posted by camyram at 5:34 AM on March 28, 2013

I want my social networks to exist as a positive supplement (not focal point) to my life.

This is an excellent point. While I, personally, am in the "never unfriend, only hide" camp (works for me because, among other things, I use Facebook as a lowercase-f facebook), this means I've hidden people who make frequent political posts opposed to my own view, but I've also hidden some people who make frequent political posts which are in agreement with my own politics, if they're mostly OutrageFilter posts ("look at this horrible thing someone on the other side said!") because those only serve to raise my blood pressure, and I don't need to see them even if I agree with them.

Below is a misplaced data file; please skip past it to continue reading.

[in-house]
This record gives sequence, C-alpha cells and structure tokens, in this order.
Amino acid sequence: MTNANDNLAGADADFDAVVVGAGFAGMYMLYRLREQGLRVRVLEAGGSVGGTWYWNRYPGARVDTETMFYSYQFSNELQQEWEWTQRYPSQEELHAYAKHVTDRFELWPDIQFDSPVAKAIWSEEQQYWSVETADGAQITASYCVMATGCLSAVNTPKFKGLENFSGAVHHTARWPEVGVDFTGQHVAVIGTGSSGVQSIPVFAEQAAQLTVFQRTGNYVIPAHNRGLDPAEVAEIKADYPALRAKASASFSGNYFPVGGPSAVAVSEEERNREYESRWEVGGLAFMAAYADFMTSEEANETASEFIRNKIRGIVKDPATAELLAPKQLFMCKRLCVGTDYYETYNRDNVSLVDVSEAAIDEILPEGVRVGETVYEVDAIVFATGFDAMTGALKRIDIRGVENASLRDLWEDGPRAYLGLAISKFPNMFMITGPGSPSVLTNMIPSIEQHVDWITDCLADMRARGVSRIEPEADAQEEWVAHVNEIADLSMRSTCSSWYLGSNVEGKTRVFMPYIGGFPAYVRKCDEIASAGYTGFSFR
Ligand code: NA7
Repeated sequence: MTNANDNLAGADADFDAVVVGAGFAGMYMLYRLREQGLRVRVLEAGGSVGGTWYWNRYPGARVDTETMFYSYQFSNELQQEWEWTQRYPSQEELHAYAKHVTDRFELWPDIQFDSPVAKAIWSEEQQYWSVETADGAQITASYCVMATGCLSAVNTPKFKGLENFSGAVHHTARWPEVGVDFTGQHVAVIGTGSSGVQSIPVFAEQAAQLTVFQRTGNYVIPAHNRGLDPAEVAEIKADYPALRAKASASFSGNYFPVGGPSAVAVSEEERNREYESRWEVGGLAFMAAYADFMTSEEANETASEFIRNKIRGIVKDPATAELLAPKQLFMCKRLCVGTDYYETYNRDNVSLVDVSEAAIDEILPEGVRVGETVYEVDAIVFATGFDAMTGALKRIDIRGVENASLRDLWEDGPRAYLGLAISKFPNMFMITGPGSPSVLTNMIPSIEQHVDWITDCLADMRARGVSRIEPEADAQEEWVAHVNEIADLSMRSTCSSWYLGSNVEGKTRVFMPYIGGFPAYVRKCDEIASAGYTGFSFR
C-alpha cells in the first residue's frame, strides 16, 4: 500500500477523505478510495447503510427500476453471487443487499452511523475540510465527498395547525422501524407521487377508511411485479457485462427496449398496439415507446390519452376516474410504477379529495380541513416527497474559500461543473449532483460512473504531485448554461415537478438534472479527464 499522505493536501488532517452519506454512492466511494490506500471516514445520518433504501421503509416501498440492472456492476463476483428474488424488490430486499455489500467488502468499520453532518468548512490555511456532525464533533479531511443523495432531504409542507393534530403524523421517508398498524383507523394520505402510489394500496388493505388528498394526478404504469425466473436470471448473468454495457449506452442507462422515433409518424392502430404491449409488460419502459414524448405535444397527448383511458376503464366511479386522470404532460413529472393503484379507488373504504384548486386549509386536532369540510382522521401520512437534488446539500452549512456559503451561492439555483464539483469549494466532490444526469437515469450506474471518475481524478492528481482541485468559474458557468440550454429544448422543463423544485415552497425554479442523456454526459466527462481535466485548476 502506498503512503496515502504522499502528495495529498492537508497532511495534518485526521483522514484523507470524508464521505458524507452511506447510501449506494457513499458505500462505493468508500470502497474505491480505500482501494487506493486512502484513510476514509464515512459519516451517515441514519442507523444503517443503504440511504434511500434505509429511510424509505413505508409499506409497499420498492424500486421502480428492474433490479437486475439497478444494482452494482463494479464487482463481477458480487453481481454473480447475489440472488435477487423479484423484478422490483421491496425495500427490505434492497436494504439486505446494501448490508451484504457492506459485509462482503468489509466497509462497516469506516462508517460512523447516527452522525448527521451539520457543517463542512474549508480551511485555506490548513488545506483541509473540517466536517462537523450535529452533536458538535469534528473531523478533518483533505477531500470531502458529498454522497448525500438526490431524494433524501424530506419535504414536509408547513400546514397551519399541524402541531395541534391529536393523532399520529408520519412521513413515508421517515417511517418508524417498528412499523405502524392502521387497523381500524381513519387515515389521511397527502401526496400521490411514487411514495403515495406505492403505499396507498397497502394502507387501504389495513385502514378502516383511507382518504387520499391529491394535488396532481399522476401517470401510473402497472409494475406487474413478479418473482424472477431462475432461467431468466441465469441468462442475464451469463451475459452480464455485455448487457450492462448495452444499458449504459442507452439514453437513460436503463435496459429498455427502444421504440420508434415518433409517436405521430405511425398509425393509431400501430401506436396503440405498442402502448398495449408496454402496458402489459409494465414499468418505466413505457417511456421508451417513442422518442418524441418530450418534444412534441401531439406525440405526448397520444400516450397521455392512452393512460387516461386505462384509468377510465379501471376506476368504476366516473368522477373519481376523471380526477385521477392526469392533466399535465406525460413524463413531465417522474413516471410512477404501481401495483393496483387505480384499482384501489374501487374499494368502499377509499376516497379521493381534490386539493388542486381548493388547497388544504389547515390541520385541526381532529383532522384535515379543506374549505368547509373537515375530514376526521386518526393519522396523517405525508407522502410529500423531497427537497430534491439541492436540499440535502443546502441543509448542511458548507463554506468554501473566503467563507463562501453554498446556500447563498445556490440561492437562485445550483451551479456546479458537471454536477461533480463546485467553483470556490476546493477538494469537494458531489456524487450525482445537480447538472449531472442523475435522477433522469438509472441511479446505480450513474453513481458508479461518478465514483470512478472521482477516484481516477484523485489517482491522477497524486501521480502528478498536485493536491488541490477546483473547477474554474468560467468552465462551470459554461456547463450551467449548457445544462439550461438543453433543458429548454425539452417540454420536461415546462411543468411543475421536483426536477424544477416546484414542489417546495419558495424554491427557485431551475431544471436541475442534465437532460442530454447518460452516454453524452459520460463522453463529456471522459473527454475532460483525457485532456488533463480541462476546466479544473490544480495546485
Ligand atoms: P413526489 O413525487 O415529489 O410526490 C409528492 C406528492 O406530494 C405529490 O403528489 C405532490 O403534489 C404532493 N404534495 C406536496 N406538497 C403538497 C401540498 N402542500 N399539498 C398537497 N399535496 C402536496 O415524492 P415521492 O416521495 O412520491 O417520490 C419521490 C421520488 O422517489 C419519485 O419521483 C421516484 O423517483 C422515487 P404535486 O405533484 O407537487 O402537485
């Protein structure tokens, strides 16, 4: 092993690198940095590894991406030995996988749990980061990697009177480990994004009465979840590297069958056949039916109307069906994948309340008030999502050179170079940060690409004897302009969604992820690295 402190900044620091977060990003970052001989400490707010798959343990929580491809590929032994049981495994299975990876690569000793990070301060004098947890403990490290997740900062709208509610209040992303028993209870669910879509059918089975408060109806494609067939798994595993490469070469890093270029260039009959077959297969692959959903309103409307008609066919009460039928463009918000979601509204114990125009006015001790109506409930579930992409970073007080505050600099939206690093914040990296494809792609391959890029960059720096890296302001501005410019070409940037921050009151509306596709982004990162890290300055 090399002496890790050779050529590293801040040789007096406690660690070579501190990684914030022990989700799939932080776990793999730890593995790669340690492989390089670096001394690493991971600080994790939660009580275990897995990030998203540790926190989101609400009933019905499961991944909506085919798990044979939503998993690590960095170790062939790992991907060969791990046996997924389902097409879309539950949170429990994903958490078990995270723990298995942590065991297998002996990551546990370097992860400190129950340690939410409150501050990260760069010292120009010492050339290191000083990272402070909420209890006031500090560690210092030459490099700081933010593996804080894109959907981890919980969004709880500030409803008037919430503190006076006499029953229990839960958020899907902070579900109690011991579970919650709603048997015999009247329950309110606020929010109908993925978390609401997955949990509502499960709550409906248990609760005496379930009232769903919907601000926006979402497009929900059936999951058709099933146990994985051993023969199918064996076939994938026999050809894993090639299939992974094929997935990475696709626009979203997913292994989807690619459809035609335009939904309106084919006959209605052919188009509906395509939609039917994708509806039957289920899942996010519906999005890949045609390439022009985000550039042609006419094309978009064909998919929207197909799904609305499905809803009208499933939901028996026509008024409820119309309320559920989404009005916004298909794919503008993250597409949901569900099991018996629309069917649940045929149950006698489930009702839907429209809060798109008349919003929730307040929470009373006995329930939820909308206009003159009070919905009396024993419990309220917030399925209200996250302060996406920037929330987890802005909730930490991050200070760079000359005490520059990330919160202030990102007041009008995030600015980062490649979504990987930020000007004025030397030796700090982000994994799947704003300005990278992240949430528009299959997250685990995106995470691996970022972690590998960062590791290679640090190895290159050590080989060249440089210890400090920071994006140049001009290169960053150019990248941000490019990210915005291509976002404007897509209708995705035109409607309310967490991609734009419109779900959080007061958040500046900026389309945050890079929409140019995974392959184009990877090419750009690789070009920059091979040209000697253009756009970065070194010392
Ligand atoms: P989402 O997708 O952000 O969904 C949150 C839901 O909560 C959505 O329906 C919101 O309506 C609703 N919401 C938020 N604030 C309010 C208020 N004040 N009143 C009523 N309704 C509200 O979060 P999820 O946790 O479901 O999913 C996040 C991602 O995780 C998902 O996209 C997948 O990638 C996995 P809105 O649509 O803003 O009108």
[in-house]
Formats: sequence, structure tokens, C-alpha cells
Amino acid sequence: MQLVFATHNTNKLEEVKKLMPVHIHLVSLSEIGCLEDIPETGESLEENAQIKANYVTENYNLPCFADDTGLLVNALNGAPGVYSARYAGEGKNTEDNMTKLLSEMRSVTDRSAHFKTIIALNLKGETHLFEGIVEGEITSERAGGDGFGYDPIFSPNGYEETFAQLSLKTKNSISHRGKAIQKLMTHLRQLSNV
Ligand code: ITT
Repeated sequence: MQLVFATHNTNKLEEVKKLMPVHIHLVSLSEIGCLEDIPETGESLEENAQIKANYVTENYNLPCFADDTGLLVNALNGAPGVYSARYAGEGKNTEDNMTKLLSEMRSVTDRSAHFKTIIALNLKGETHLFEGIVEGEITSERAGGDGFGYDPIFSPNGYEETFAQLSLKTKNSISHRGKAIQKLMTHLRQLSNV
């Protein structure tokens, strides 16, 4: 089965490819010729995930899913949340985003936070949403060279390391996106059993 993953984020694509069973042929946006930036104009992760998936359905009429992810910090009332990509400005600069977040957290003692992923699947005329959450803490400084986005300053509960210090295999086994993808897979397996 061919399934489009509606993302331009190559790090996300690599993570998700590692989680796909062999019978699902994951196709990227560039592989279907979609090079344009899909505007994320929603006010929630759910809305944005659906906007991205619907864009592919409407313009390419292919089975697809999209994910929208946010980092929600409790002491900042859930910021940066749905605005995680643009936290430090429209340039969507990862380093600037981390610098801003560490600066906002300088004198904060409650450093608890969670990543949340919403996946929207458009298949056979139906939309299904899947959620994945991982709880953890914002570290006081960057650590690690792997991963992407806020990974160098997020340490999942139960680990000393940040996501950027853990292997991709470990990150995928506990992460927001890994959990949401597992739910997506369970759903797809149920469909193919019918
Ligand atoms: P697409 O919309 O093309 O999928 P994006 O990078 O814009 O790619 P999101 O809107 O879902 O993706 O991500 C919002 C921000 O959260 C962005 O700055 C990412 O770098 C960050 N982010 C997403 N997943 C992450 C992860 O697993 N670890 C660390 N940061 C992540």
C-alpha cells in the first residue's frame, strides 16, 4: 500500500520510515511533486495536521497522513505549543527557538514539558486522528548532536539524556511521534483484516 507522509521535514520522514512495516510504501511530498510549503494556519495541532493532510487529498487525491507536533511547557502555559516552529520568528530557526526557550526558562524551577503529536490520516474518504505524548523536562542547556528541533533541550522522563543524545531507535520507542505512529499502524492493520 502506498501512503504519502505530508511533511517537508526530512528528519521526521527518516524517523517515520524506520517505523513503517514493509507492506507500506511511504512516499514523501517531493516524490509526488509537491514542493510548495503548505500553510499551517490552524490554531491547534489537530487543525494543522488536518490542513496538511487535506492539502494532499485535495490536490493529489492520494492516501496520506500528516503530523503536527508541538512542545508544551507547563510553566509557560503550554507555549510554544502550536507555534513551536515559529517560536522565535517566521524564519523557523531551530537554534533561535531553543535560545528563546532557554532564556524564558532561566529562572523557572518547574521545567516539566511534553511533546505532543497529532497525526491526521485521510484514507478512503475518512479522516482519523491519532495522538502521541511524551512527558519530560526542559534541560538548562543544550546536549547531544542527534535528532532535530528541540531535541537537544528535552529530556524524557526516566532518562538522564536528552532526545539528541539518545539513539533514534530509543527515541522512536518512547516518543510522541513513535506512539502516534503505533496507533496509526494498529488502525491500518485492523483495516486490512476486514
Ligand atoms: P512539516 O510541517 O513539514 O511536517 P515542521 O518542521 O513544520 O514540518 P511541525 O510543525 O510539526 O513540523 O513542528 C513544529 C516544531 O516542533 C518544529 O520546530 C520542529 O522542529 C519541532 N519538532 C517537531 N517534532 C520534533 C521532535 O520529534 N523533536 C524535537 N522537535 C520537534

posted by DevilsAdvocate at 7:52 AM on March 28, 2013

I know of some people who do periodic purging of their Facebook lists as well and have since taken up the practice myself. I think it's good to do it periodically after bursts of heavy Facebook activity. For example, I was recently doing a Master's program and came into contact with lots of people, many of whom I added on Facebook. Now that the program has been over for a while, it's given me enough temporal distance to figure out who from that list I'd like to keep in touch with.

Outside of that, my general guideline is:

1. Have we had any sort of contact in the past six months? This can be interacting via Facebook, messaging online, e-mails, whatever.